These are volatile times with a capital V, but it doesn’t mean we’ll be stuck with bad times.
That’s especially so if your self-managed super fund is exposed to good quality companies and rock solid managed funds. This isn’t a time to try to beat the index, but there’s no reason why you can’t match the index, which could be set to surprise on the high side over the next 12 months.
Times like these aren’t the right time to change your investment strategy, unless it was ridiculously risky in its approach. That said, switching when a market is looking for a bottom is historically the wrong time to do it. Let me show you why.
In case you need reminding, the Dow Jones index was down 519.83 points or 4.62% to 10,719.94 overnight and the S&P 500 was off 51.77 points or 4.42% to 1,120.76. The Aussie dollar is trading in the 102 US-cent region. All this was caused by fears over European bank stability and rumours of a downgrade of French sovereign debt. Short-sellers and hedge funds used these reasons to rock the market – and retail investors were taken along for the ride.
If this volatility keeps up (and it probably will), the Reserve Bank is bound to cut rates at the September meeting. Money market insiders tell me that a 0.5% cut is possible and a 1.25% chop over the year is expected.
Put simply, the worse the market news, the more likely – and the bigger – the rate cuts will be. If market madness is sustained for a long time, confidence and spending will suffer, jobs will be cut and the chance of a US double-dip recession will increase.
At least for now, most US economists think the States will avoid a recession.
What we need most is some wise intervention from the Europeans over their debt challenges. Let’s hope they can lift their game.
But stop for a minute while this market and media mayhem gets hyped up to fever pitch, and consider what I will call a Switzer Fabulous Financial Fact. (Regular readers of my www.switzer.com.au daily column might have already seen this fact, but it bears repeating and it should be remembered.)
Believe it or not, but all this terrible news is actually good for stocks. Well, it won’t be in the short-term, but history says it is – even over the course of one year!
Here’s why, and it underlines the reason why you need to be a long-term investor in quality stocks.
Sean Heron, a US portfolio manager at Glenmede Investment Management, says when the VIX – or fear index – is above 30, the S&P 500 return for the ensuing year is 16.3%, and it’s a positive result 86% of the time. That’s very good odds.
He told CNBC that when stocks are oversold, like now, and 90% of stocks are under their 200-day moving average, the subsequent return on the S&P 500 for the following 12 months averages around 30%. But wait, there’s more, and it reinforces the Heron argument.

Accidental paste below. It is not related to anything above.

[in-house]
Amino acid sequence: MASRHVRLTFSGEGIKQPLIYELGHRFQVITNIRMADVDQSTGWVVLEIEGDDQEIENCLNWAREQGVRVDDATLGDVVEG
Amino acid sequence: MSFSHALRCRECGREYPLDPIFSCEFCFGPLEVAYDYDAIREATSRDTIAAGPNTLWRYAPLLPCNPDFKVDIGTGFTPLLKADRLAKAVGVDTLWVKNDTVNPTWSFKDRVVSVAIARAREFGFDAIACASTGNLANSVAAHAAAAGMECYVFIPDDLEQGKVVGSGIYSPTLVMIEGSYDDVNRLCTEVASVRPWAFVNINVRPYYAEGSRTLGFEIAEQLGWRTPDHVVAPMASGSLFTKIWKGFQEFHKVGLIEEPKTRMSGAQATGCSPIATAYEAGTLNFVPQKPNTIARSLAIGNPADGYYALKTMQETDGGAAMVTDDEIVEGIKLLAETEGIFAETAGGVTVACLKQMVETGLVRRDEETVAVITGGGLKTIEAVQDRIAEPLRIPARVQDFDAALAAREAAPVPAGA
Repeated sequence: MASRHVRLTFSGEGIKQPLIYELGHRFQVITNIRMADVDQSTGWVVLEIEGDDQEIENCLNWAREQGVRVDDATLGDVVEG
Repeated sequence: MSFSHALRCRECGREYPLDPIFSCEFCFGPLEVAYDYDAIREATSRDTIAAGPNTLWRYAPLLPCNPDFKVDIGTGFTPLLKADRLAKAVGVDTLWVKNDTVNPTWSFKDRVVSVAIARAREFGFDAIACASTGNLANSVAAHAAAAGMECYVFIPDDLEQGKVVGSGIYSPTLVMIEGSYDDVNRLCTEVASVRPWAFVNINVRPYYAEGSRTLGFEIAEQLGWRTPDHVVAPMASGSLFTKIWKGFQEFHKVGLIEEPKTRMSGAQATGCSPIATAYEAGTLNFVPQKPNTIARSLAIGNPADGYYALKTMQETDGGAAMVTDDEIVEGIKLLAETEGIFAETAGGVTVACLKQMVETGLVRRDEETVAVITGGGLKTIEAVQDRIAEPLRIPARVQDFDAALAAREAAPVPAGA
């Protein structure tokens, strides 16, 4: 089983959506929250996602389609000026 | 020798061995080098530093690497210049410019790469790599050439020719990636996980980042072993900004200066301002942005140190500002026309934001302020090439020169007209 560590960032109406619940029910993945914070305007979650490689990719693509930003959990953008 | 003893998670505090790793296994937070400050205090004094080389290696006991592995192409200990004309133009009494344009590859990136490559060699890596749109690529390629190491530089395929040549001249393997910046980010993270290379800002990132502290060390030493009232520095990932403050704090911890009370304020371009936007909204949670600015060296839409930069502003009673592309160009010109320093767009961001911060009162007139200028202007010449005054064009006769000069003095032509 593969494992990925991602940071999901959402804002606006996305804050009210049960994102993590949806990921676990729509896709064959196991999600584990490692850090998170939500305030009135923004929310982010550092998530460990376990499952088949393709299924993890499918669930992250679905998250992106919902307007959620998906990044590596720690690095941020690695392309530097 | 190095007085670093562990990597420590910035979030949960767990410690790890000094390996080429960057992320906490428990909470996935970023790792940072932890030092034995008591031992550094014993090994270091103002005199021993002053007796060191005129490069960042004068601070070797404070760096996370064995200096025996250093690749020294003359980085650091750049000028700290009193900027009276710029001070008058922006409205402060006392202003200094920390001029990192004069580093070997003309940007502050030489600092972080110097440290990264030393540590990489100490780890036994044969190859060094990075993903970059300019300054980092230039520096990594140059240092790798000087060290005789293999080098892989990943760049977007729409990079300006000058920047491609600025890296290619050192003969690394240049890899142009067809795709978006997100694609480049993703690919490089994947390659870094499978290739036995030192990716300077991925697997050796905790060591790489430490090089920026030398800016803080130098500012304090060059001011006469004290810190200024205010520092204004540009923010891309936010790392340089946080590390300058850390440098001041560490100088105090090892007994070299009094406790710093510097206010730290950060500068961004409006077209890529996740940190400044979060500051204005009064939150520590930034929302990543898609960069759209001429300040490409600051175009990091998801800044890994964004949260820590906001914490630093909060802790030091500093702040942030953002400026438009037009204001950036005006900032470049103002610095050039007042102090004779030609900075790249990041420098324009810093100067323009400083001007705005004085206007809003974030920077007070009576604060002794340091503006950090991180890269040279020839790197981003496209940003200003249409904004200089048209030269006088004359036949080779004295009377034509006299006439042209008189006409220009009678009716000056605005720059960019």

On my Switzer program on the Sky Business Channel, I interviewed Michael Knox, the chief economist at RBS Morgans. He said US company earnings had been very good and based on the figures coming out of America’s best companies, the S&P 500 should be heading to 1,600.
Yesterday, the S&P 500 was at 1,172 and so the jump to 1,600 would be 36%. If our S&P/ASX 200 tracked the S&P 500 up and added 36%, it would take our index to 5,631!
Now, we haven’t been tracking the Yanks closely lately because of the strong Aussie dollar, but let’s just say we make 5,000, as many forecasters were predicting (admittedly before this recent market collapse), then that would be a 20.7% rise for our index.
So Heron’s analysis suggests a rise of between 16-30% after this current mess is sorted out and using Knox’s different approach and figuring, as well as a bit of adjustment for our currency effects, and I come up with a 20-36% rise over the next year.
Of course, this is speculation. But it’s based on history and while it doesn’t always repeat, Heron argues his history has an 86% turn-up factor. That’s a comforting fact on a day when emotions could be getting the better of rational judgment.
One final point is needed: the big action seen in recent days is driven by those who are trading daily. Some are positioning themselves to make a killing while others are trying to avoid being killed – monetarily speaking.
For the long-term investor in good quality investments, the words of Franklin D Roosevelt should be recalled: “The only thing we have to fear is fear itself”.
Also in the latest Switzer Super Report:
- Charlie Aitken: My three stock picks for a misbehaving stockmarket
- Tony Negline: Six tips for managing your pension
Important information: This content has been prepared without taking account of the objectives, financial situation or needs of any particular individual. It does not constitute formal advice. For this reason, any individual should, before acting, consider the appropriateness of the information, having regard to the individual’s objectives, financial situation and needs and, if necessary, seek appropriate professional advice.